Viktor Bout, the charming, mustachioed arms dealer known as the Merchant of Death, has arrived in New York City to be tried for conspiring to sell surface-to-air missiles to the Colombian rebel group FARC. The Russian was extradited from Thailand in a "victory for the rule of law worldwide," Attorney General Eric Holder said, though it's a victory that comes decades after Bout began his lucrative business of selling weapons to places where people really want to kill each other.

Russia fought the extradition, calling it "extreme injustice," and the protestations fueled "suspicions that it feared exposure of Bout's secrets, accumulated in a long and shadowy career" that began in the aftermath of the Soviet Union's collapse, Agence France Presse reports. Bout speaks six languages, inspired the movie Lord of War, and used a fleet of cargo planes to deliver arms to conflicts in Afghanistan, Angola, Congo, Liberia, Rwanda, Sierra Leone, and Sudan.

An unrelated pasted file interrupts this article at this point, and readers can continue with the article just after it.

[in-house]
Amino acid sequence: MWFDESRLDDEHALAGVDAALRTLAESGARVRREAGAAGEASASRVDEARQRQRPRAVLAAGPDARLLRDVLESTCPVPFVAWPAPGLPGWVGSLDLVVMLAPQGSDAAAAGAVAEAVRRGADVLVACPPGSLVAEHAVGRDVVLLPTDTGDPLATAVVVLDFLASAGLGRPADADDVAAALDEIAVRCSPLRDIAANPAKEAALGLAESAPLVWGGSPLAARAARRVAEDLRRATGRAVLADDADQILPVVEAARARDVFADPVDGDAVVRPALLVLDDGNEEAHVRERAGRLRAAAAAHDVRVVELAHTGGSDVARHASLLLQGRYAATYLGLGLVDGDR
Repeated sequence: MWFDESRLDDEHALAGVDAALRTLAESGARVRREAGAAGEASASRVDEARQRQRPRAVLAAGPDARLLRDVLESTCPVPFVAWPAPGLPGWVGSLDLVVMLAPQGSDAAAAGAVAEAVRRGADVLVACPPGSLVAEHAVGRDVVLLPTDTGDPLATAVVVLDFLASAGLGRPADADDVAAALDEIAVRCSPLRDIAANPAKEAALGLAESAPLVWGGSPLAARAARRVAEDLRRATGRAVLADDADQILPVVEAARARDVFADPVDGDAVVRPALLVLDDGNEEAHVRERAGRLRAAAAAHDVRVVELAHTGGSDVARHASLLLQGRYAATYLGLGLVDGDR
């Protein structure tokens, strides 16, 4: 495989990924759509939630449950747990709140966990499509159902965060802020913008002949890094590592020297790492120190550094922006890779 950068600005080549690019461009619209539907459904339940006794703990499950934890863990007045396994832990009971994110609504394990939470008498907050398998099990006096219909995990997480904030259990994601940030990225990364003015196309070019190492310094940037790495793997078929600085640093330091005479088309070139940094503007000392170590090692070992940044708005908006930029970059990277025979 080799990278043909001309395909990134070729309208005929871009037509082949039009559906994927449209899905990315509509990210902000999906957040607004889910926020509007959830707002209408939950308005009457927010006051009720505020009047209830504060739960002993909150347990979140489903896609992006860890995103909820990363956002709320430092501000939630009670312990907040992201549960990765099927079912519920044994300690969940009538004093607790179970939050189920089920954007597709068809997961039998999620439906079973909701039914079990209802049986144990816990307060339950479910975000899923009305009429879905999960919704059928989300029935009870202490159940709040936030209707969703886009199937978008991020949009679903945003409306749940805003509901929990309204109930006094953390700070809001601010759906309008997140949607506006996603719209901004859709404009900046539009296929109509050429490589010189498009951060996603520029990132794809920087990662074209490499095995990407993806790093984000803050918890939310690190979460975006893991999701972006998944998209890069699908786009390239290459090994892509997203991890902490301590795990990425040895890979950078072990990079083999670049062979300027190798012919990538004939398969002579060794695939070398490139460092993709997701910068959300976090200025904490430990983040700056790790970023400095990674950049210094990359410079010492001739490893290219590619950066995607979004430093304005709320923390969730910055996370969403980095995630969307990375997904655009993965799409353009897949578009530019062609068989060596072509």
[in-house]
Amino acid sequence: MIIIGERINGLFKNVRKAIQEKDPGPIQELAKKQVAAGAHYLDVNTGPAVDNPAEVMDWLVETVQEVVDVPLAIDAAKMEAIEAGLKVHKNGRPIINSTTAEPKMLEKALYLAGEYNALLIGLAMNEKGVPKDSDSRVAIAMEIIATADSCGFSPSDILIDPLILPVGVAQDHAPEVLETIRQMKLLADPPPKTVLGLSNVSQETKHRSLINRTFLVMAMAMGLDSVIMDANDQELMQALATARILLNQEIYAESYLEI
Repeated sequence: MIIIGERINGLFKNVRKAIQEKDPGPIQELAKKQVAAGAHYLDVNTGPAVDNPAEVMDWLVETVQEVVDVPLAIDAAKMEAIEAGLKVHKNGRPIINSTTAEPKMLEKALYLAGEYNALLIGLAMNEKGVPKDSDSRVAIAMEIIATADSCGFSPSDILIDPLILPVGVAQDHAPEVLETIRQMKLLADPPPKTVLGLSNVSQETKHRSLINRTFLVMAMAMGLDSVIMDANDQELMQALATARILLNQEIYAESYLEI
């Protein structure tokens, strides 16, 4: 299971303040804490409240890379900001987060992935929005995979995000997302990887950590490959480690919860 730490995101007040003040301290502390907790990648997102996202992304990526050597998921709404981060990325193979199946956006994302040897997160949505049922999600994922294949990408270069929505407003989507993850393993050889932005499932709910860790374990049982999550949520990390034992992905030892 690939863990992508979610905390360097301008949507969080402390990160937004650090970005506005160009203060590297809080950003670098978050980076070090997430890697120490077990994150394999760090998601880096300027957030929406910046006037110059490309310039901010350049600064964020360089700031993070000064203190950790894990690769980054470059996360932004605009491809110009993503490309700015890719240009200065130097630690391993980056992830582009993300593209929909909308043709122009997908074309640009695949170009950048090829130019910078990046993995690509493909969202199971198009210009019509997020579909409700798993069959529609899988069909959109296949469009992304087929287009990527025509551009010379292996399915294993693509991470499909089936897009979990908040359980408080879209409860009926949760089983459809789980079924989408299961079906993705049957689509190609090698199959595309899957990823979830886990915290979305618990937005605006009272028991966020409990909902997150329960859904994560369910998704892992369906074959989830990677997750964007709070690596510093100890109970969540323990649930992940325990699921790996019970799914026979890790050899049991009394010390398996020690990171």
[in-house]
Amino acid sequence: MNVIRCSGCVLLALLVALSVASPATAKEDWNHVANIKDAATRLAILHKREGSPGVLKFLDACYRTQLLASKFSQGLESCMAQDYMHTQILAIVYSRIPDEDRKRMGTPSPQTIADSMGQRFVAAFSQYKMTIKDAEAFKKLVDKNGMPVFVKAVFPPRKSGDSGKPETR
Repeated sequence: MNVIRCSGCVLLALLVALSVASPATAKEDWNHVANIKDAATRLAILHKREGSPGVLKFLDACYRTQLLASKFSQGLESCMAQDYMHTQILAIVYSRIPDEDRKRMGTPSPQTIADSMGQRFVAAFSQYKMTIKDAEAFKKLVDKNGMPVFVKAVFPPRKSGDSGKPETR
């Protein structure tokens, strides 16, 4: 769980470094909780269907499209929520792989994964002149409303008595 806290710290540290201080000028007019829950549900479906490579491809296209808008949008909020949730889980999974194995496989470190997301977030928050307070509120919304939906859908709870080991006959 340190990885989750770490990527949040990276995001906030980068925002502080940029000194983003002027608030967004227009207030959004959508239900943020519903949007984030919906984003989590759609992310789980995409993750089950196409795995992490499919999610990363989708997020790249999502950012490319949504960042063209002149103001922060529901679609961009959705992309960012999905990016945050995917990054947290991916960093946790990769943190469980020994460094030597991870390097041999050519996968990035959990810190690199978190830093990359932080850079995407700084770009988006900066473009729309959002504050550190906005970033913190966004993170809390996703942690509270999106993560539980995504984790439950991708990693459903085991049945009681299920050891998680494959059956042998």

• Why Russia's Backing Bout, Jackson Diehl explains in The Washington Post, is not just because he's a citizen. "International criminals with ties to the Russian government are accustomed to enjoying impunity. A couple even sit in the parliament despite being charged by foreign police with murder," Diehl writes. Experts say "Russia's elite are terrified of what Bout might reveal as a part of a plea bargain with U.S. prosecutors. Where did he obtain the weapons and helicopters he has been delivering to war zones, or the Russian-made transport aircraft that carried them? Did he deliver Russian weapons to Hezbollah? And who encouraged him to do business with the FARC?" Surely Putin doesn't want these questions answered. On the other hand, Bout "may have embarrassing information about the U.S. government. His companies reportedly were hired as subcontractors by the Pentagon to deliver weapons to Iraq in 2003 and 2004."